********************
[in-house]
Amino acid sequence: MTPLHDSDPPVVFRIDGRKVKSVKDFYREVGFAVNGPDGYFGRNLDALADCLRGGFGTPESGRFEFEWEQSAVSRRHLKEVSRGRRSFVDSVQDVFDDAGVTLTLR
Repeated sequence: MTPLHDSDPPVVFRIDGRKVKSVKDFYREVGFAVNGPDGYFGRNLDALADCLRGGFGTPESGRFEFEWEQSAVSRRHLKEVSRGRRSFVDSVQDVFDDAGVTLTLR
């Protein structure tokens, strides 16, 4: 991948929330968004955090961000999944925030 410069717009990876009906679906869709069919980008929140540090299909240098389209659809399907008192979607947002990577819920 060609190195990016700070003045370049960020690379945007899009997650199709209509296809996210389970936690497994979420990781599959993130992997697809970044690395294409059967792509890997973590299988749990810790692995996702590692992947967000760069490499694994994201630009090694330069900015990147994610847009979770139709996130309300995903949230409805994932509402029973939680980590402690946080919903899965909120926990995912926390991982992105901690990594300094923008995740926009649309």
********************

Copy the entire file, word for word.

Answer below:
[in-house]
Amino acid sequence: MTPLHDSDPPVVFRIDGRKVKSVKDFYREVGFAVNGPDGYFGRNLDALADCLRGGFGTPESGRFEFEWEQSAVSRRHLKEVSRGRRSFVDSVQDVFDDAGVTLTLR
Repeated sequence: MTPLHDSDPPVVFRIDGRKVKSVKDFYREVGFAVNGPDGYFGRNLDALADCLRGGFGTPESGRFEFEWEQSAVSRRHLKEVSRGRRSFVDSVQDVFDDAGVTLTLR
């Protein structure tokens, strides 16, 4: 991948929330968004955090961000999944925030 410069717009990876009906679906869709069919980008929140540090299909240098389209659809399907008192979607947002990577819920 060609190195990016700070003045370049960020690379945007899009997650199709209509296809996210389970936690497994979420990781599959993130992997697809970044690395294409059967792509890997973590299988749990810790692995996702590692992947967000760069490499694994994201630009090694330069900015990147994610847009979770139709996130309300995903949230409805994932509402029973939680980590402690946080919903899965909120926990995912926390991982992105901690990594300094923008995740926009649309």